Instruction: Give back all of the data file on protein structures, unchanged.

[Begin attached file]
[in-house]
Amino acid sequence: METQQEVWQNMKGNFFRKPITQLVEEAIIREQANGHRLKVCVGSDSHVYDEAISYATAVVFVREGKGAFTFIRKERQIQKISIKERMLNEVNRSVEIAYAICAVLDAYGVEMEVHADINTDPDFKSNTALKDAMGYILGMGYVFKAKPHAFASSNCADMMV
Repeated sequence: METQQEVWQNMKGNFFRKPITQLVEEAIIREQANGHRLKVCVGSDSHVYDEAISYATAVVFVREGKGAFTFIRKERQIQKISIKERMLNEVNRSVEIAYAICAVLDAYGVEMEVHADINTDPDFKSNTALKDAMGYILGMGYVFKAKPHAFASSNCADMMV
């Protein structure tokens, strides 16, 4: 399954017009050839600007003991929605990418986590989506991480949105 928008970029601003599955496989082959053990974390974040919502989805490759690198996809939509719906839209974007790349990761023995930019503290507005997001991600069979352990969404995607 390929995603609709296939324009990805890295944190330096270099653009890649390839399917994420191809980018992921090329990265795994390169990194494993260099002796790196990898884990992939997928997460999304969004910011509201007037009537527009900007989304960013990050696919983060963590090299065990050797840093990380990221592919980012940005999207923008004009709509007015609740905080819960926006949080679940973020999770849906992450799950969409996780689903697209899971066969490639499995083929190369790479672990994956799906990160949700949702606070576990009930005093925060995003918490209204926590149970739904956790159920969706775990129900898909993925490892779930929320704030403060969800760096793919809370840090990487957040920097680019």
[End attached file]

[in-house]
Amino acid sequence: METQQEVWQNMKGNFFRKPITQLVEEAIIREQANGHRLKVCVGSDSHVYDEAISYATAVVFVREGKGAFTFIRKERQIQKISIKERMLNEVNRSVEIAYAICAVLDAYGVEMEVHADINTDPDFKSNTALKDAMGYILGMGYVFKAKPHAFASSNCADMMV
Repeated sequence: METQQEVWQNMKGNFFRKPITQLVEEAIIREQANGHRLKVCVGSDSHVYDEAISYATAVVFVREGKGAFTFIRKERQIQKISIKERMLNEVNRSVEIAYAICAVLDAYGVEMEVHADINTDPDFKSNTALKDAMGYILGMGYVFKAKPHAFASSNCADMMV
């Protein structure tokens, strides 16, 4: 399954017009050839600007003991929605990418986590989506991480949105 928008970029601003599955496989082959053990974390974040919502989805490759690198996809939509719906839209974007790349990761023995930019503290507005997001991600069979352990969404995607 390929995603609709296939324009990805890295944190330096270099653009890649390839399917994420191809980018992921090329990265795994390169990194494993260099002796790196990898884990992939997928997460999304969004910011509201007037009537527009900007989304960013990050696919983060963590090299065990050797840093990380990221592919980012940005999207923008004009709509007015609740905080819960926006949080679940973020999770849906992450799950969409996780689903697209899971066969490639499995083929190369790479672990994956799906990160949700949702606070576990009930005093925060995003918490209204926590149970739904956790159920969706775990129900898909993925490892779930929320704030403060969800760096793919809370840090990487957040920097680019």